Keeping Mobile Data Safe


Kathryn Lee

CCP | Volunteer
Panelists discuss keeping mobile data safe at the Global mHealth Forum.

Panelists discuss keeping mobile data safe at the Global mHealth Forum.

The Potential of Electronic Health Records

Electronic health records (EHRs) have the potential to improve many aspects of health care delivery in resource-poor settings, from averting dangerous drug interactions to providing additional layers of security; from removing the problems related to illegible handwriting to ensuring that the data collected is complete. But there are many important considerations that must accompany the decision to switch to an EHR system. At the Keeping Mobile Data Safe: Privacy & Security Issues in Global mHealth session during the Global mHealth Forum in Washington, D.C. on November 10th, the panelists did an excellent job at addressing security concerns.

Current State of Privacy Protections

Sonja Myhre, of the Norwegian Institute of Public Health, spoke of the findings from the large international survey that investigated the current state of EHRs in countries around the world. This study found that 90% of countries include some level of privacy and data security protection over their current health registry, while physical protections (such as locked file cabinets) are commonly the only safeguard in place for paper health record systems. Countries that have already implemented electronic registries have a wide range of administrative and technical safeguards in place, but there was little consensus regarding the standards for these security protections. In order to solve this need, the eRegistries Governance Guidance Toolkit was created to serve as a resource to policymakers during the planning stages of the transition to an EHR. The Toolkit provides practical guidance on topics such as Legal Framework and the components that can be included within the registry from a general perspective, and the Institute offers to coordinate with organizations and governments to customize the guidelines to a specific country. For more information, please visit

Measuring Identity: Biometrics

So what type of safeguard can we put into place in order to keep each patient’s health data confidential? Toby Norman, CEO of SimPrints, discussed the potential for biometric solutions to this very question. Using a biometric, such as a fingerprint, can restrict which health practitioners have access to confidential patient data, and when. Biometric safeguards have the potential to impact a great range of issues within the health system, from security and fraud, to ensuring patient adherence and verifying patient identity. “Nearly all biometric technology on the market today is designed for the western market,” Mr. Norman asserted. Currently available devices are not rugged, not extremely mobile, and often inaccessible to users in resource-poor settings because of high costs or other barriers. SimPrints has set out to build a software for global health settings. This innovative company is pursuing appropriate technologies from many biometrics, from fingerprints to facial recognition to footprint recognition to iris scanning.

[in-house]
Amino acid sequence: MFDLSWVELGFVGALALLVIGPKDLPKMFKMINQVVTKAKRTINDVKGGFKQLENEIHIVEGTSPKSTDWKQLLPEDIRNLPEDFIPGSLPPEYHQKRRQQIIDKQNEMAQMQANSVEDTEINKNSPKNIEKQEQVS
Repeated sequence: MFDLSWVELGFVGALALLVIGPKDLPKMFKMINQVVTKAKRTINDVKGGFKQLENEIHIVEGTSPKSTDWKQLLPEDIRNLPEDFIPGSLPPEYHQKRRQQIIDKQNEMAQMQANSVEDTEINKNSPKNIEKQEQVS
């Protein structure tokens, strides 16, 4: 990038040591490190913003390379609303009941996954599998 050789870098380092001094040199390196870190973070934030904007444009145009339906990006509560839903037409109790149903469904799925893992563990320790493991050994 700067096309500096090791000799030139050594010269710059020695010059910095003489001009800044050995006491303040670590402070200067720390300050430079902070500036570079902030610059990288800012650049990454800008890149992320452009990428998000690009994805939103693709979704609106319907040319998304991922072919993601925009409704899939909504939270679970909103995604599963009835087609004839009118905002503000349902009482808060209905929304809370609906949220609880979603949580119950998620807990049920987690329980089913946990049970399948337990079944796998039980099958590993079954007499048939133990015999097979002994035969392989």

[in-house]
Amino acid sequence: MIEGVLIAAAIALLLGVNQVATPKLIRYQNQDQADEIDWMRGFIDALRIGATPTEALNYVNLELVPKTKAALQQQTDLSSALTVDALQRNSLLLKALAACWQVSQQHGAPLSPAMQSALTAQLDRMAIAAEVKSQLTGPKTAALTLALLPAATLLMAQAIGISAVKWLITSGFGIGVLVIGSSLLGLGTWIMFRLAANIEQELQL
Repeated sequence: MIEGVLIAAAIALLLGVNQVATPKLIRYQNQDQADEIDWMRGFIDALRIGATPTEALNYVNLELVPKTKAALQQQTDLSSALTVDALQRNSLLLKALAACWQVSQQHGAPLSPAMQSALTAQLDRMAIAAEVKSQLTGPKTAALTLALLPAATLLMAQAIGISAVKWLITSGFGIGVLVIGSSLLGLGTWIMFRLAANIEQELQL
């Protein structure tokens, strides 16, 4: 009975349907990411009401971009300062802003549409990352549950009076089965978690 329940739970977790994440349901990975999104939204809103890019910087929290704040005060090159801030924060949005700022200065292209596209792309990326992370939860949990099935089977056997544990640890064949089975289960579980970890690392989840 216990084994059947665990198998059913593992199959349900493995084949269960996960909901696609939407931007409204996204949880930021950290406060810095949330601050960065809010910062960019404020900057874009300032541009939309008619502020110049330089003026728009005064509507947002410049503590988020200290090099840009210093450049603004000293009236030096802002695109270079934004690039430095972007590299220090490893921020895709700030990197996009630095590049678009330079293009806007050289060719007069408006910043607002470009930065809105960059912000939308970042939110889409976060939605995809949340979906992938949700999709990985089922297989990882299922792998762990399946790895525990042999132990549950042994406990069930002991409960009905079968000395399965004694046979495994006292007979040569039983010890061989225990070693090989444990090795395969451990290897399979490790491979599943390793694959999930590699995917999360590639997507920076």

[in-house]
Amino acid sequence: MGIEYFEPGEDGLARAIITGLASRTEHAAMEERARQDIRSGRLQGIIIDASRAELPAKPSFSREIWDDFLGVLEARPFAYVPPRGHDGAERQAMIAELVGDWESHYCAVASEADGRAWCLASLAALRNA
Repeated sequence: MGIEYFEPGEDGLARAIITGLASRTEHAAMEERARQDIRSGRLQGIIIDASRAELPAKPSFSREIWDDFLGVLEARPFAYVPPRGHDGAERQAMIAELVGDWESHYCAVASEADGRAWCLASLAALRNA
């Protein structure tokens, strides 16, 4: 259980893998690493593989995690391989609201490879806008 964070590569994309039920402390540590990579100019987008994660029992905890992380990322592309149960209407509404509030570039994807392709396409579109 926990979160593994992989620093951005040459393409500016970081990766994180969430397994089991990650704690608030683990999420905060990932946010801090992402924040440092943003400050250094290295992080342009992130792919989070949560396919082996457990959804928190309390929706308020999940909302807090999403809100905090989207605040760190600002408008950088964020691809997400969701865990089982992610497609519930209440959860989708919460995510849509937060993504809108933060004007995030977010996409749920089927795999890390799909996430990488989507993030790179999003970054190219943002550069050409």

Unique Identifiers Able to Safeguard Confidentiality

Michael Frost, Senior Advisor at the Norwegian Institute of Public Health, discussed the importance of having a unique identifier for each patient, especially in conflict settings, where it is exceedingly unlikely that all members of a population have access to their health records or government-issued identification information. But how should this information be protected? “Most countries are still grappling with that question,” Frost admitted. But important first steps are separating the data into distinct databases, so that the biometric and the patient data are stored in the same place, and setting protocol and patient expectations such as the types of contact a patient can expect from the EHR, to safeguard against phishing attacks. Dr. Frost recommended that the community be allowed to determine which to prioritize, and what the proper balance is between privacy and access to one’s own health data.

Must We Sacrifice Access for Confidentiality?

All three panelists agreed that the right electronic health registry can provide excellent access to health data without compromising the confidentiality that each patient deserves. Incorporating the unique identifier into an EHR is straightforward, confirmed Dr. Frost. “It’s a totally solvable problem.”